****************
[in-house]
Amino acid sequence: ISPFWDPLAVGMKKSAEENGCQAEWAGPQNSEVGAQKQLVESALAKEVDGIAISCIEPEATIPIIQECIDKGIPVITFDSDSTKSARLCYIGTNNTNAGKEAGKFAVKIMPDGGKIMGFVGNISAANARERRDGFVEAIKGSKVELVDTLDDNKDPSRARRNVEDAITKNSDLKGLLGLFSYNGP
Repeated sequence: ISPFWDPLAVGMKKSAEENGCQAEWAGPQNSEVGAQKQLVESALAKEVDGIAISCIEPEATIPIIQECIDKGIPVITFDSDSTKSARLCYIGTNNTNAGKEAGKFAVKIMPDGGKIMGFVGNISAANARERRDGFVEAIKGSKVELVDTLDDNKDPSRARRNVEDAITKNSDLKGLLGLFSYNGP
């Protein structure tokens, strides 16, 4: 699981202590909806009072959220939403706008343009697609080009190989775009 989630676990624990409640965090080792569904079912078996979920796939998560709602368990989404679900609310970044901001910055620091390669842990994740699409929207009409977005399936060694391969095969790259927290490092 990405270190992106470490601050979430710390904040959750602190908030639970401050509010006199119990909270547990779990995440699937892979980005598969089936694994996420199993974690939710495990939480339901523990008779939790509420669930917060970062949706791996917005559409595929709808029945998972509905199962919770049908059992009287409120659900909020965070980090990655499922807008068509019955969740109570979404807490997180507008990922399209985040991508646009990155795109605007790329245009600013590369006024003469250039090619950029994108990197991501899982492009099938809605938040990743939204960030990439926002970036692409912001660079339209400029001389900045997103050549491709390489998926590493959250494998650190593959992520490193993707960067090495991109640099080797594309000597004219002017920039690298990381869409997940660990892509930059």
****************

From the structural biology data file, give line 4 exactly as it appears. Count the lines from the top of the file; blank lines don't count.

């Protein structure tokens, strides 16, 4: 699981202590909806009072959220939403706008343009697609080009190989775009 989630676990624990409640965090080792569904079912078996979920796939998560709602368990989404679900609310970044901001910055620091390669842990994740699409929207009409977005399936060694391969095969790259927290490092 990405270190992106470490601050979430710390904040959750602190908030639970401050509010006199119990909270547990779990995440699937892979980005598969089936694994996420199993974690939710495990939480339901523990008779939790509420669930917060970062949706791996917005559409595929709808029945998972509905199962919770049908059992009287409120659900909020965070980090990655499922807008068509019955969740109570979404807490997180507008990922399209985040991508646009990155795109605007790329245009600013590369006024003469250039090619950029994108990197991501899982492009099938809605938040990743939204960030990439926002970036692409912001660079339209400029001389900045997103050549491709390489998926590493959250494998650190593959992520490193993707960067090495991109640099080797594309000597004219002017920039690298990381869409997940660990892509930059």